Comparison of St John's wort and imipramine for treating depression: randomised controlled trial

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Comparison of St John's wort and imipramine for treating depression: randomised controlled trial

Publisher
British Medical Journal
Publication Date
Sep 02, 2000
Source
PMC
Keywords
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Abstract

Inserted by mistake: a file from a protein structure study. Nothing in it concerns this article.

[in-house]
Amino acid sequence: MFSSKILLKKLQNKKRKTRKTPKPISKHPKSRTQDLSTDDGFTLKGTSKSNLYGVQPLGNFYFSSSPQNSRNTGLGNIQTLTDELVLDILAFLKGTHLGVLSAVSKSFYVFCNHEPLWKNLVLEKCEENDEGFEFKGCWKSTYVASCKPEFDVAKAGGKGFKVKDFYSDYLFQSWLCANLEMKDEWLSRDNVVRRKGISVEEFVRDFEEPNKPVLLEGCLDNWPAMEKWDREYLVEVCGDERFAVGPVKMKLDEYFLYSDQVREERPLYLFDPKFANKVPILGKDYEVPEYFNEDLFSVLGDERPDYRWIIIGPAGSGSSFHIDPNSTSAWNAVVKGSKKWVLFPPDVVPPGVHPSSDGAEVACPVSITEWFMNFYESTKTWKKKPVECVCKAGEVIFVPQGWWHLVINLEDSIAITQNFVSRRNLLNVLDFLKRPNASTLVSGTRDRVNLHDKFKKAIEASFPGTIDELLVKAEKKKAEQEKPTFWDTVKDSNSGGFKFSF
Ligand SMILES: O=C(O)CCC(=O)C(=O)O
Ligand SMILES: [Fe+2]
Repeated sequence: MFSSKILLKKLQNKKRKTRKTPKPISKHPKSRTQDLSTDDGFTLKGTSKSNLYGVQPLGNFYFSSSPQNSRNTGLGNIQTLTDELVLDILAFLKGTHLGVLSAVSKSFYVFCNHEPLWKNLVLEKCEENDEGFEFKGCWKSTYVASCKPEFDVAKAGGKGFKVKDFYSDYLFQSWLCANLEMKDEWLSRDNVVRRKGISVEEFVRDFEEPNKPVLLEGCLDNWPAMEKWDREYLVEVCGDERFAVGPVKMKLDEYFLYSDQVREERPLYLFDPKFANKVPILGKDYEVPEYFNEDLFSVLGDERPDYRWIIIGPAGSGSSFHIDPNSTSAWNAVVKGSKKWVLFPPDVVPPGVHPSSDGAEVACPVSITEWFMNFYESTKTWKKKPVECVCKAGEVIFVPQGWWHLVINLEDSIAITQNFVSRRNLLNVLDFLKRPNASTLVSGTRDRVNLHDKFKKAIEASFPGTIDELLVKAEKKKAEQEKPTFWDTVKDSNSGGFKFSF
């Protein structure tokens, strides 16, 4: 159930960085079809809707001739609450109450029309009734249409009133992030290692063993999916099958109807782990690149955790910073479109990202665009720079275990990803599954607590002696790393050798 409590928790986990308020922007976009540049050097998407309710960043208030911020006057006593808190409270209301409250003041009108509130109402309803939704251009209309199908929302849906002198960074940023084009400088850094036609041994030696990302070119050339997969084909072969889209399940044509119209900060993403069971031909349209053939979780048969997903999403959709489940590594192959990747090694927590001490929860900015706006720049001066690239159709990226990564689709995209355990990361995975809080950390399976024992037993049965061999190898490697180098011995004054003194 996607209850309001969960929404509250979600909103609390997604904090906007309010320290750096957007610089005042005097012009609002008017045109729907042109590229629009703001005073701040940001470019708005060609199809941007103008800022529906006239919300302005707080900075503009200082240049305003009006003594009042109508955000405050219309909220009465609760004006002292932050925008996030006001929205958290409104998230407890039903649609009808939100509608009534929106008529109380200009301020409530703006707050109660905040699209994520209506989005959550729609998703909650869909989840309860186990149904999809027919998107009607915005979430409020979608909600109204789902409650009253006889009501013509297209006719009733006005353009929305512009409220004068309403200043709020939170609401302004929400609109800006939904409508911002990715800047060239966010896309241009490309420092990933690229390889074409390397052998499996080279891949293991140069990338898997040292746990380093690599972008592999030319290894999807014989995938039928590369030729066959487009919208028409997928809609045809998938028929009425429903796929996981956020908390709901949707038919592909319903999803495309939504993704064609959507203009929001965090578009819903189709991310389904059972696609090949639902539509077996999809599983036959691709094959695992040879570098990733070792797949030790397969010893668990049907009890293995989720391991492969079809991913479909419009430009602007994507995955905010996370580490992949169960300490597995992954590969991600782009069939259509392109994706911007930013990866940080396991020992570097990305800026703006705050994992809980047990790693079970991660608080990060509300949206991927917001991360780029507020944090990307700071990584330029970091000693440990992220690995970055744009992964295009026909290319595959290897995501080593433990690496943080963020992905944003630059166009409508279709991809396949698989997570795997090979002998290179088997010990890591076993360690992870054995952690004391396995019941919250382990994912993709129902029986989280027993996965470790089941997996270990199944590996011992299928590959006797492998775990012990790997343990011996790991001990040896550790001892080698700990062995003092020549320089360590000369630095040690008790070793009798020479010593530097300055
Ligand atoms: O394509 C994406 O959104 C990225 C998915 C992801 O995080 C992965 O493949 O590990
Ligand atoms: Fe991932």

British Medical Journal Comparison of St John’s wort and imipramine for treating depression: randomised controlled trial Helmut Woelk for the Remotiv/Imipramine Study Group Abstract Objectives To compare the efficacy and tolerability of Hypericum perforatum (St John’s wort extract) with imipramine in patients with mild to moderate depression. Design Randomised, multicentre, double blind, parallel group trial. Setting 40 outpatient clinics in Germany. Participants 324 outpatients with mild to moderate depression. Intervention 75 mg imipramine twice daily or 250 mg hypericum extract ZE 117 twice daily for 6 weeks. Main outcome measures Hamilton depression rating scale, clinical global impression scale, and patient’s global impression scale. Results Among the 157 participants taking hypericum mean scores on the Hamilton depression scale decreased from 22.4 at baseline to 12.00 at end point; among the 167 participants taking imipramine they fell from 22.1 to 12.75. Mean clinical global impression scores at end point were 2.22 out of 7 for the hypericum group and 2.42 for the imipramine group. On the 7 point self assessments of global improvement completed by participants (score of 1 indicating “very much improved” and 7 indicating “very much deteriorated”) mean scores were 2.44 in the hypericum group and 2.60 in the imipramine group. None of the differences between treatment groups were significant. However, the mean score on the anxiety›somatisation subscale of the Hamilton scale (3.79 in the hypericum group and 4.26 in the imipramine group) indicated a significant advantage for hypericum relative to imipramine. Mean scores on the 5 point scale used by participants to assess tolerability (score of 1 indicating excellent tolerability and 5 indicating very poor tolerability) were better for hypericum (1.67) than imipramine (2.35). Adverse events occurred in 62/157 (39%) participants taking hypericum and in 105/167 (63%) taking imipramine. 4 (3%) participants taking hypericum withdrew because

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